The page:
This Canadian visual artist has used her perspective to help brands shape their messaging.
Profile by Steve Root
Five years ago, on the very day Hallie Tut turned 18, she was in the middle of shooting a Nike Air Max Day campaign for its iconic shoe when she was asked for her signature on the contract. Had the then-high schooler not been of legal age, it would have had to be signed by an adult. But now she was the adult and in the big time with a big brand.
It seems astonishing that a global giant like Nike would hand a plum creative gig to a kid who was just as concerned about finishing her homework as she was about satisfying her contract deliverables. But then, much about Hallie Tut’s life has been astonishing—and surreal, mysterious, and even harrowing. Not unlike the photographic work she creates and shares with her almost one million followers on TikTok and Instagram.
How it started
“I’ve always been into art and photography,” the now almost 22-year-old Vancouver native explains. “Since I was eight, I knew that I wanted to go to Ontario College of Art and Design because they have this crazy building, like a cube on stilts, high up in the sky, like a cartoon. I didn’t even know what university was about, but I knew I wanted to go to that school because of how cool it looked.
“Since the third grade, I had a point-and-shoot camera that I brought to school every day, and I would take pictures of my friends at recess. Then my dad got me [a design program], so I was manipulating things, playing with color. At 13, I bought myself a DSLR camera. When I was about 14 or 15, I started shooting concerts for a nightclub in downtown Vancouver. I developed a portfolio and really became immersed in the local art scene.”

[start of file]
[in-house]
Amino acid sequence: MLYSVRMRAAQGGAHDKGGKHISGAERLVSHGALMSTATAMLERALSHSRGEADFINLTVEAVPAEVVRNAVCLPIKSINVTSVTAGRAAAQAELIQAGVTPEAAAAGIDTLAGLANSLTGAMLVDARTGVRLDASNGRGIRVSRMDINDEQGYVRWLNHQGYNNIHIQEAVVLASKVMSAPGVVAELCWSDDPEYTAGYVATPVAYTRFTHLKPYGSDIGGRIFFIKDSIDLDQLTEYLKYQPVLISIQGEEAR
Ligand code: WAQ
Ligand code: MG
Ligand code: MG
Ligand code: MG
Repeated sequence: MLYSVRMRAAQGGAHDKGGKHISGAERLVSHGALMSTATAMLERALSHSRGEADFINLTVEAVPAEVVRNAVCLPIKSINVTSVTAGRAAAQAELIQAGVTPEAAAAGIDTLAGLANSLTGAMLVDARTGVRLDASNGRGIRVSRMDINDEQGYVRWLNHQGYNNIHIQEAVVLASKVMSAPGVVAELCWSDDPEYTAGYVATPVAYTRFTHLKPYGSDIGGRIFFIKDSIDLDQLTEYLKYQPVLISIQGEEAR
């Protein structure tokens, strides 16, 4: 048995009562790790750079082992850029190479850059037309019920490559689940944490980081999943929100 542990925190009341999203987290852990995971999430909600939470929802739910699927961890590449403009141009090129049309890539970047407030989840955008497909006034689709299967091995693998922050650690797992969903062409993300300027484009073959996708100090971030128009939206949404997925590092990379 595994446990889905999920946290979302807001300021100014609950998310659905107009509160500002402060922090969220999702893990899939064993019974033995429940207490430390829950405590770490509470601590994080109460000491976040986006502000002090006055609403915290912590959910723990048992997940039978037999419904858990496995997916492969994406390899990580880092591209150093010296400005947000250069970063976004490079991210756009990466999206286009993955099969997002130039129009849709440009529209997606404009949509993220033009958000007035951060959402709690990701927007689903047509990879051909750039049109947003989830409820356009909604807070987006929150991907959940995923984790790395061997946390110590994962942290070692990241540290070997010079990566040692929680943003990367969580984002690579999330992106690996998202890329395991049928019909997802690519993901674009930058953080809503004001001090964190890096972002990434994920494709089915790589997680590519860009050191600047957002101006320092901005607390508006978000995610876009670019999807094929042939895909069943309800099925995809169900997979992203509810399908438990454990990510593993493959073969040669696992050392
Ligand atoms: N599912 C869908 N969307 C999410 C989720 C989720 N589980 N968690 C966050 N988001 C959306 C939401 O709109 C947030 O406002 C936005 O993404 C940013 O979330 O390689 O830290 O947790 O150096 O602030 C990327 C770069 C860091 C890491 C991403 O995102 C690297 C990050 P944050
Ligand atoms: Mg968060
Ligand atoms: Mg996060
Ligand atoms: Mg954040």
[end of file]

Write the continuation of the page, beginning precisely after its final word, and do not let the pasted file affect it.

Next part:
It was all going to plan until that harrowing part struck. Tut’s father, who had been struggling with cancer, was told he had only a year left to live. The single parent abruptly moved himself, Hallie, and her younger brother to Toronto to be with his parents, who would become the children’s guardians. All Hallie could do was wait for the terrible day.
A style emerges
She poured herself into her photography and videography, exploring her anger and fear. What emerged is a distinctive visual style of dreamlike surrealism studded throughout with recurring themes of flying, floating, and falling. There are heavenly angel wings and hellish lightning bolts, and all of it is drenched in intense, saturated color. And did we mention nighttime as a leitmotif? Judging by the lack of daylight in her work, you’ve gotta wonder if Tut isn’t part night owl.
There’s no doubt, though, that she’s determined and strategic. “I knew that a lot of big companies were headquartered in Toronto,” says Tut, who by now was aspiring to a career in advertising, and one firm drew her focus: Nike Canada.
“I started shooting my own Nike shoes down in the basement, using cool lighting effects.
I found the Instagrams of people who worked there and started sending them my pictures and asking them to keep me in mind if they needed a photographer. I bugged them for a year and half, and eventually they contacted me to shoot their Nike Air Max Day campaign. They let me creative direct and photograph it. They gave me a budget, we had to plan out shoots all around the city—it was my first commercial job.”